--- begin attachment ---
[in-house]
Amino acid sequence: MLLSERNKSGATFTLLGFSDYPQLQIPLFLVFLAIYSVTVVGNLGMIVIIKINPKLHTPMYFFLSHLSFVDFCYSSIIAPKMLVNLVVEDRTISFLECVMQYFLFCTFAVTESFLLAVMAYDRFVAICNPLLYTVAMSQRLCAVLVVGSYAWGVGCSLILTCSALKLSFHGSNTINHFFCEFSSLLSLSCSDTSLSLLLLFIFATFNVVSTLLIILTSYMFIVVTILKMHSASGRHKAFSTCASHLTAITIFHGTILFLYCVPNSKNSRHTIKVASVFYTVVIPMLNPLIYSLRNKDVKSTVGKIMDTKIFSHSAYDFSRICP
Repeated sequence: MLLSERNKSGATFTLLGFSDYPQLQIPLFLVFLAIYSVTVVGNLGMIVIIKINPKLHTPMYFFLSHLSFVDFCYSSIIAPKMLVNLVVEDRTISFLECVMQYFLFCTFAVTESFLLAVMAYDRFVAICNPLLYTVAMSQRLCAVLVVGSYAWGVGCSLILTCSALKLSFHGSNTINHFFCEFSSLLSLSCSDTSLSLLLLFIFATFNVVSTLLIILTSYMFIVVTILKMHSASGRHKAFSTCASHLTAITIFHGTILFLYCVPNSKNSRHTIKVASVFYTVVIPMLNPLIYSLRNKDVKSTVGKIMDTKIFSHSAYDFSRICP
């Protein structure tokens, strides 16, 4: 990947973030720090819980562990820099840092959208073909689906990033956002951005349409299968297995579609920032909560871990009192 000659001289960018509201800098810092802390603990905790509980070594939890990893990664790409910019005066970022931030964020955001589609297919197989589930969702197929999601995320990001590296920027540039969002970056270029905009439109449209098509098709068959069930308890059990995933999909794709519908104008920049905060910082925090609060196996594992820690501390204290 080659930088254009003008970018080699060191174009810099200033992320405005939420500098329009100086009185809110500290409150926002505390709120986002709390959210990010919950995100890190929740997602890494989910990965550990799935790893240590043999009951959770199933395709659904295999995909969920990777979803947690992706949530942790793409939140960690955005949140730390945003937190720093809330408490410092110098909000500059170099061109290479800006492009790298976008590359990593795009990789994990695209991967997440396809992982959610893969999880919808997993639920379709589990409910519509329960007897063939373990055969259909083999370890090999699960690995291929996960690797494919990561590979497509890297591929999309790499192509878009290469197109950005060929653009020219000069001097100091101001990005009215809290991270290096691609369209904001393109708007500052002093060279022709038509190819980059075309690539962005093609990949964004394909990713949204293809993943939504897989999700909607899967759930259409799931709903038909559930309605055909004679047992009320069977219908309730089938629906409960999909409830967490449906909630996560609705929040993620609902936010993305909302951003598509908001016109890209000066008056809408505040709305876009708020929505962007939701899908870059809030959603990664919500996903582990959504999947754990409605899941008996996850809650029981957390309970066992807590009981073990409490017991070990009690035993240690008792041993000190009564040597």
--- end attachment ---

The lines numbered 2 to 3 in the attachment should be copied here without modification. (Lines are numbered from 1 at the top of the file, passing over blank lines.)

Amino acid sequence: MLLSERNKSGATFTLLGFSDYPQLQIPLFLVFLAIYSVTVVGNLGMIVIIKINPKLHTPMYFFLSHLSFVDFCYSSIIAPKMLVNLVVEDRTISFLECVMQYFLFCTFAVTESFLLAVMAYDRFVAICNPLLYTVAMSQRLCAVLVVGSYAWGVGCSLILTCSALKLSFHGSNTINHFFCEFSSLLSLSCSDTSLSLLLLFIFATFNVVSTLLIILTSYMFIVVTILKMHSASGRHKAFSTCASHLTAITIFHGTILFLYCVPNSKNSRHTIKVASVFYTVVIPMLNPLIYSLRNKDVKSTVGKIMDTKIFSHSAYDFSRICP
Repeated sequence: MLLSERNKSGATFTLLGFSDYPQLQIPLFLVFLAIYSVTVVGNLGMIVIIKINPKLHTPMYFFLSHLSFVDFCYSSIIAPKMLVNLVVEDRTISFLECVMQYFLFCTFAVTESFLLAVMAYDRFVAICNPLLYTVAMSQRLCAVLVVGSYAWGVGCSLILTCSALKLSFHGSNTINHFFCEFSSLLSLSCSDTSLSLLLLFIFATFNVVSTLLIILTSYMFIVVTILKMHSASGRHKAFSTCASHLTAITIFHGTILFLYCVPNSKNSRHTIKVASVFYTVVIPMLNPLIYSLRNKDVKSTVGKIMDTKIFSHSAYDFSRICP